A cigarette company was a major sponsor of a much-publicized study of CT scanning as a way to screening smokers for lung cancer.
The study, published in the New England Journal of Medicine in 2006, had a long list of backers, including the National Institutes of Health.
In the middle of the list was the Foundation for Early Detection of Lung Cancer. The foundation received $3.6 million in grants from the Vector Group, the parent company of cigarette maker Liggett.
Dr. Henschke was the foundation president, and her longtime collaborator, Dr. David Yankelevitz, was its secretary-treasurer. Dr. Antonio Gotto, dean of Weill Cornell, and Arthur J. Mahon, vice chairman of the college board of overseers, were directors.
The financial ties were no secret: Vector issued a press release in 2000, saying that it intended to give $2.4 million to finance Henschke's research.
Still, some key players were unaware that the researchers received money from the tobacco industry. “In the seven years that I've been here, we have never knowingly published anything supported by” a cigarette maker, the editor in chief of the New England Journal told the NYT.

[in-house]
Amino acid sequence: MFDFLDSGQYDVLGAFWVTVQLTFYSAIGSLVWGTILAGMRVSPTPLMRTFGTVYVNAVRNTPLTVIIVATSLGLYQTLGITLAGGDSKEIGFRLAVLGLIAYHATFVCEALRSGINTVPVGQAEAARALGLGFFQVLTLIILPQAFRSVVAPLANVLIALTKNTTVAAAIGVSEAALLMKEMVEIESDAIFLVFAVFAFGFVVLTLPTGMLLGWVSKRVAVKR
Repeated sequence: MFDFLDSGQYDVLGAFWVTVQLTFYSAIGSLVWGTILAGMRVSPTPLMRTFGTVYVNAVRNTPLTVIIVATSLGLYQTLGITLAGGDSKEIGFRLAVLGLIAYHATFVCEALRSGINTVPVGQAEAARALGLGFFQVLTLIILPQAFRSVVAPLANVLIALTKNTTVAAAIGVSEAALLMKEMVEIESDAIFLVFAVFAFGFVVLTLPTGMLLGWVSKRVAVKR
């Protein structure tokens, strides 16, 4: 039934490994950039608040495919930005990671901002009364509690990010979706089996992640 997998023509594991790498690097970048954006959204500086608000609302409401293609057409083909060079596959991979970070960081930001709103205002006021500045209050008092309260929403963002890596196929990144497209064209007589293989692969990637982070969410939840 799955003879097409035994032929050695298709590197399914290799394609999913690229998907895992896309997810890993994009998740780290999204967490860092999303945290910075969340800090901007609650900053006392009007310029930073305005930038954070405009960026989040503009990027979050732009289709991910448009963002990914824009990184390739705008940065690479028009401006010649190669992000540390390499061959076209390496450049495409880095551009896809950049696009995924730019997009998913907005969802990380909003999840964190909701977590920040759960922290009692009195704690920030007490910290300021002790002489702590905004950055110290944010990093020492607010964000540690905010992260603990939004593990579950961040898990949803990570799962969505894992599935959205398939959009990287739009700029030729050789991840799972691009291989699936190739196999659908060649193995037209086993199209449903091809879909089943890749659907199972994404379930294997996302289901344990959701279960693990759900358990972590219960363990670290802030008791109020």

The American Cancer Society funded Henschke's research, too, but would not have done so had it known of the grants from the tobacco company, the group's chief medical officer told the paper. “If you're using blood money, you need to tell people you're using blood money,” he said.
In an e-mail message, Drs. Henschke and Yankelevitz wrote, “It seems clear that you are trying to suggest that Cornell was trying to conceal this gift, which is entirely false.”
“The gift was announced publicly, the advocacy and public health community knew about it, it is quite easy to look it up on the Internet, its board has independent Cornell faculty on it, and it was fully disclosed to grant funding organizations,” they wrote, adding that the Vector grant represented a small part of the study's overall cost. The foundation no longer accepts grants from tobacco companies, they wrote.
An increasing number of universities do not accept grants from cigarette makers, and a growing awareness of the influence that companies can have over research outcomes, even when donations are at arm's length, has led nearly all medical journals and associations to demand that researchers accurately disclose financing sources.
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